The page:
4. Add a splash of milk and use a fork to beat and mix in the egg.
  5. Once combined, use your clean hands to pat and bring the mixture together until you have a dough. It should be fairly short, so don’t work it too much.
  6. Put a large heavy-bottomed non-stick frying pan on a medium heat. While it’s heating up, dust a clean surface and a rolling pin with flour and roll the dough out until it’s about 1cm thick.
  7. Use a 5cm pastry cutter to cut out as many rounds as you can. Scrunch the remaining scraps of dough together, then roll out and cut out a few more.
  8. To test the temperature, cook one Welsh cake in the pan for a few minutes to act as a thermometer. If the surface is blonde, turn the heat up a little; if it’s black, turn the heat down – leave for a few minutes for the heat to correct itself, then try again.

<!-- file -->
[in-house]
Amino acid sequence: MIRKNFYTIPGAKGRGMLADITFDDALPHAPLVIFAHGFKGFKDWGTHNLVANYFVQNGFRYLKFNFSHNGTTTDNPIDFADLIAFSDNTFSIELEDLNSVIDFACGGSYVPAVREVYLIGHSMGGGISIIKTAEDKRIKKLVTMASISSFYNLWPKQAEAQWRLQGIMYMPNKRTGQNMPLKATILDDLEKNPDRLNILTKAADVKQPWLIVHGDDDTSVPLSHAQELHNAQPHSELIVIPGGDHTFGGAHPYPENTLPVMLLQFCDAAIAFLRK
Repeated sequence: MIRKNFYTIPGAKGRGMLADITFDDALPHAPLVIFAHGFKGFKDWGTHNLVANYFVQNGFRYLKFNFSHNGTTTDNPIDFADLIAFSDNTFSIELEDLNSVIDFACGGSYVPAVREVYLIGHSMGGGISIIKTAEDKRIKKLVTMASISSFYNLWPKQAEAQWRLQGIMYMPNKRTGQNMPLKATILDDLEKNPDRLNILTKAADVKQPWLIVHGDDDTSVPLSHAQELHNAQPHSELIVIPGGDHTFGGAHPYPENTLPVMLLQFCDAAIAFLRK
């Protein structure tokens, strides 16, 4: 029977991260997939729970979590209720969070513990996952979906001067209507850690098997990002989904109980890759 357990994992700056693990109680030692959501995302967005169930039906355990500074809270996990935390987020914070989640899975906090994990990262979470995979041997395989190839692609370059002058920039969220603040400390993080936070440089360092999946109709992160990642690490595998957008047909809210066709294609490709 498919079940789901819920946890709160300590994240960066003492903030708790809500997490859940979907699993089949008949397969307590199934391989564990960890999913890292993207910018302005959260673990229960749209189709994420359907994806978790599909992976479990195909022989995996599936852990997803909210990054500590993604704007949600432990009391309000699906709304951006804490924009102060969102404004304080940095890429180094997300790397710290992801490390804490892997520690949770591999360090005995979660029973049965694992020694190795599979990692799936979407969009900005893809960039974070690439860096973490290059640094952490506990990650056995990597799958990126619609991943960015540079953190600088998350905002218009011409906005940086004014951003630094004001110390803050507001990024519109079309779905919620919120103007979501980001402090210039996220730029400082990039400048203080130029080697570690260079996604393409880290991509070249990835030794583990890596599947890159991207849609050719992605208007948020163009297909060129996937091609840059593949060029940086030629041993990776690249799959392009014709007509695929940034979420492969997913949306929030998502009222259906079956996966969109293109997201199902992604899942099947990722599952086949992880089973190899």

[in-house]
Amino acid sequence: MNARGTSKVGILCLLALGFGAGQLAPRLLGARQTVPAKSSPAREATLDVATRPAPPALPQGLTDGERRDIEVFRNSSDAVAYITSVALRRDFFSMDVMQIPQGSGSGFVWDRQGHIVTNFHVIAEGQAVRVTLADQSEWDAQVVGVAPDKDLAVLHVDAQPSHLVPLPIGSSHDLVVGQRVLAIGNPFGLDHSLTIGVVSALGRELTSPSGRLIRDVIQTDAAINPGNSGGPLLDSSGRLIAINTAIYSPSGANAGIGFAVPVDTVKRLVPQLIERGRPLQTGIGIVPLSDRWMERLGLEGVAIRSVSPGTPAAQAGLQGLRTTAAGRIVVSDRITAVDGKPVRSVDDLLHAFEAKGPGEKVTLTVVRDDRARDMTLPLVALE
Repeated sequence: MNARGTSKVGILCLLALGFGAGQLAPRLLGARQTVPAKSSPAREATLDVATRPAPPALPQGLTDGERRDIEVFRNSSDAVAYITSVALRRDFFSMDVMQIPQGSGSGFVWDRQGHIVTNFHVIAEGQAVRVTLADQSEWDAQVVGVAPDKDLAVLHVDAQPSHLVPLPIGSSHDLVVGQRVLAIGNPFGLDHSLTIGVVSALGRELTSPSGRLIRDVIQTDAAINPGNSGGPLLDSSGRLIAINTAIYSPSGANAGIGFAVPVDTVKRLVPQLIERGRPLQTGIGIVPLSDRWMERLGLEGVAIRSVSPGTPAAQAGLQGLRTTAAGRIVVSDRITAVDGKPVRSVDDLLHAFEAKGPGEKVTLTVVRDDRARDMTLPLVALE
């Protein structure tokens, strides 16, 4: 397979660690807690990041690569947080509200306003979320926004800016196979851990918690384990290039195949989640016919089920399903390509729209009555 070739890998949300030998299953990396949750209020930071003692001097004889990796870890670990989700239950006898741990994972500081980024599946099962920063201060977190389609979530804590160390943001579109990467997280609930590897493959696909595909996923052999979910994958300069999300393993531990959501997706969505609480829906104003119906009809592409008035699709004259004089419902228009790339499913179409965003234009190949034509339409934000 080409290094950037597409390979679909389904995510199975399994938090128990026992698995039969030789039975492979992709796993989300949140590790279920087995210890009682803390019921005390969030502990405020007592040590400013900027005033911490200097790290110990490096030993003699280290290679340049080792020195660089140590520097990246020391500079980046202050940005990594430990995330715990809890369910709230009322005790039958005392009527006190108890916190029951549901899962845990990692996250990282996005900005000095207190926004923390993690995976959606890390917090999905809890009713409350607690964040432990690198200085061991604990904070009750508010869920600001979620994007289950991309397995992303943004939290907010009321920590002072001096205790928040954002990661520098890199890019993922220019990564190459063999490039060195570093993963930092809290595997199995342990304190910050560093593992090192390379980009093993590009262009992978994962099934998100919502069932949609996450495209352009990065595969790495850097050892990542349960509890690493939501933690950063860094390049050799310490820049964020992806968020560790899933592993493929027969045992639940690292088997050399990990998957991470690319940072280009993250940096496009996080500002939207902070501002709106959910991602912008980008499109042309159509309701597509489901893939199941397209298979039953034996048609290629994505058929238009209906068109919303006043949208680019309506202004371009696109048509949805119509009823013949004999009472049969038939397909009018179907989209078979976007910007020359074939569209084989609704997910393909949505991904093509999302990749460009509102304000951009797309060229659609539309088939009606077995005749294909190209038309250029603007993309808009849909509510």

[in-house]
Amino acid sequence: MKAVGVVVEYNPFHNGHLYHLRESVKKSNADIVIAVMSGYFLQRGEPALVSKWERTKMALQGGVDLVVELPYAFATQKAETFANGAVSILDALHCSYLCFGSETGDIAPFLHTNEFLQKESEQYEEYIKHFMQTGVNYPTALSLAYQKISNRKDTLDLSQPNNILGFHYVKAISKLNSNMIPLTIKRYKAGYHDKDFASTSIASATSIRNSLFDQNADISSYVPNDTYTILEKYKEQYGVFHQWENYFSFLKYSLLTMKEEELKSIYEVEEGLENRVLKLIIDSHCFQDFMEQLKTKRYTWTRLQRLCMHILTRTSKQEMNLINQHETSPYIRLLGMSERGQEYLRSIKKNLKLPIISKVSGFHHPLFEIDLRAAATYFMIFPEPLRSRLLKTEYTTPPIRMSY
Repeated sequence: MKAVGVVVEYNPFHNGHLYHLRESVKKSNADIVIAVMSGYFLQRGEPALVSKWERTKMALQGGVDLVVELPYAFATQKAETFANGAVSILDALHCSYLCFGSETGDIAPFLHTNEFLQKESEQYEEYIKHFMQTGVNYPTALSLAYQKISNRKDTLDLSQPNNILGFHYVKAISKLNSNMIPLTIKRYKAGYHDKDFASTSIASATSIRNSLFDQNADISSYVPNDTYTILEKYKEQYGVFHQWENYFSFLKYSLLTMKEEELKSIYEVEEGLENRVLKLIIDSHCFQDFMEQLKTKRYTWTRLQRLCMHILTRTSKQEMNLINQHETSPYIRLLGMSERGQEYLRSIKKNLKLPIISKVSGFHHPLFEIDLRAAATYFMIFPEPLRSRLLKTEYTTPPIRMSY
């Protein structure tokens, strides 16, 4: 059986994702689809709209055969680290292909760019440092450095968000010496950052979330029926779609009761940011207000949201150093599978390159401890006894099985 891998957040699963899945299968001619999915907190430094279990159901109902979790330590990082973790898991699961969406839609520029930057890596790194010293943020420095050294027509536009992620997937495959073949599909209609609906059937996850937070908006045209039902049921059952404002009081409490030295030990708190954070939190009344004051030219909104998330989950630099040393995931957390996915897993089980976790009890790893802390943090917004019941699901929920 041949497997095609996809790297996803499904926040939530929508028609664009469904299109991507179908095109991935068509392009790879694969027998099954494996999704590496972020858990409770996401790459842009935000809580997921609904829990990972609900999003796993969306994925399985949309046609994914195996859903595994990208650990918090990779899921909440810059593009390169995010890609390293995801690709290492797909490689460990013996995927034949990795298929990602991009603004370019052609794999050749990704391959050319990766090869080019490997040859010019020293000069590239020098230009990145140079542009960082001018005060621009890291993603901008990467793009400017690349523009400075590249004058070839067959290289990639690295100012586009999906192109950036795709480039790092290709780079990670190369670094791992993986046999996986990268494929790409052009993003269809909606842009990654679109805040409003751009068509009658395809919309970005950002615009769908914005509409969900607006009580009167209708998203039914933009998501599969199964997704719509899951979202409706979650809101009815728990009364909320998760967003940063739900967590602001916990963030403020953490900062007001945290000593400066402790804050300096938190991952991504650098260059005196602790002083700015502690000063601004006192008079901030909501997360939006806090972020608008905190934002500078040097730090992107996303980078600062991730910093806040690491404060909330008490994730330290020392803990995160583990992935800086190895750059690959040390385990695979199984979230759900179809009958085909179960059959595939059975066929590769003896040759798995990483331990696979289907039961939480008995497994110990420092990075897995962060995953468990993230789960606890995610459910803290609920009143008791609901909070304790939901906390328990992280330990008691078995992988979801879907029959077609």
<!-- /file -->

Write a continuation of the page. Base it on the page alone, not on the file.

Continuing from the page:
9. When you’ve got a golden cake after 4 minutes on each side, you’re in a really good place and you can cook the rest in batches. It’s all about control.
  10. As soon as they come off the pan, put them on a wire rack to cool and sprinkle them with caster sugar. You can serve them just like this, as they are. Or, if you want to do what I’ve done, gently cut each cake in half while turning so you get a top and a bottom.
  11. Whipthecream,sugarandvanillapastetogetheruntilyouhavesoftpeaks.
  12. Puttheberriesintoabowl,slicingupanybigones,andtossthemwiththe juice of 1 lemon and a sprinkling of sugar.
  13. Openthecakesup,andaddalittledollopofcreamandafewberriesto each one.
Jamie's Great Britain is published by Michael Joseph/Penguin